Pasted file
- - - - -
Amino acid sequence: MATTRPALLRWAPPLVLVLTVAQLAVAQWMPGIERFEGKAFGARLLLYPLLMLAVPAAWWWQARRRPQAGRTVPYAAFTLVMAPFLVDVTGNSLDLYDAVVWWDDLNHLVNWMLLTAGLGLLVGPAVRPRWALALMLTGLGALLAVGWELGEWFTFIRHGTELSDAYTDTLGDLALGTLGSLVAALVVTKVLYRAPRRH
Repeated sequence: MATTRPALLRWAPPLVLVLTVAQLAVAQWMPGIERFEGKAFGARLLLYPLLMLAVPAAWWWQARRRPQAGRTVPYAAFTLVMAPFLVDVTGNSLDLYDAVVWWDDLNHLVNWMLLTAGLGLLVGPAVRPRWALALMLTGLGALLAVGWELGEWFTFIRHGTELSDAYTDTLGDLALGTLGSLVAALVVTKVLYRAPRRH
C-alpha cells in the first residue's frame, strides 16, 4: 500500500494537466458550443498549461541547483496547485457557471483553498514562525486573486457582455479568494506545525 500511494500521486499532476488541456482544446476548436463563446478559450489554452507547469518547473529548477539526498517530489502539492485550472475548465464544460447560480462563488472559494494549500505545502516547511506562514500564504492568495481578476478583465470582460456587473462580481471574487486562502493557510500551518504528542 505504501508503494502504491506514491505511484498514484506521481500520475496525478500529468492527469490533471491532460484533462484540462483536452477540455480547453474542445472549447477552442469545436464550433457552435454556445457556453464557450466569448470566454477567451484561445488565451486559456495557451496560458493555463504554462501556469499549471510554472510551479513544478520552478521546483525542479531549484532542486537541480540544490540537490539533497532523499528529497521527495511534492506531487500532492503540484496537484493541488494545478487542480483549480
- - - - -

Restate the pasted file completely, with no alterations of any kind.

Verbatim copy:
Amino acid sequence: MATTRPALLRWAPPLVLVLTVAQLAVAQWMPGIERFEGKAFGARLLLYPLLMLAVPAAWWWQARRRPQAGRTVPYAAFTLVMAPFLVDVTGNSLDLYDAVVWWDDLNHLVNWMLLTAGLGLLVGPAVRPRWALALMLTGLGALLAVGWELGEWFTFIRHGTELSDAYTDTLGDLALGTLGSLVAALVVTKVLYRAPRRH
Repeated sequence: MATTRPALLRWAPPLVLVLTVAQLAVAQWMPGIERFEGKAFGARLLLYPLLMLAVPAAWWWQARRRPQAGRTVPYAAFTLVMAPFLVDVTGNSLDLYDAVVWWDDLNHLVNWMLLTAGLGLLVGPAVRPRWALALMLTGLGALLAVGWELGEWFTFIRHGTELSDAYTDTLGDLALGTLGSLVAALVVTKVLYRAPRRH
C-alpha cells in the first residue's frame, strides 16, 4: 500500500494537466458550443498549461541547483496547485457557471483553498514562525486573486457582455479568494506545525 500511494500521486499532476488541456482544446476548436463563446478559450489554452507547469518547473529548477539526498517530489502539492485550472475548465464544460447560480462563488472559494494549500505545502516547511506562514500564504492568495481578476478583465470582460456587473462580481471574487486562502493557510500551518504528542 505504501508503494502504491506514491505511484498514484506521481500520475496525478500529468492527469490533471491532460484533462484540462483536452477540455480547453474542445472549447477552442469545436464550433457552435454556445457556453464557450466569448470566454477567451484561445488565451486559456495557451496560458493555463504554462501556469499549471510554472510551479513544478520552478521546483525542479531549484532542486537541480540544490540537490539533497532523499528529497521527495511534492506531487500532492503540484496537484493541488494545478487542480483549480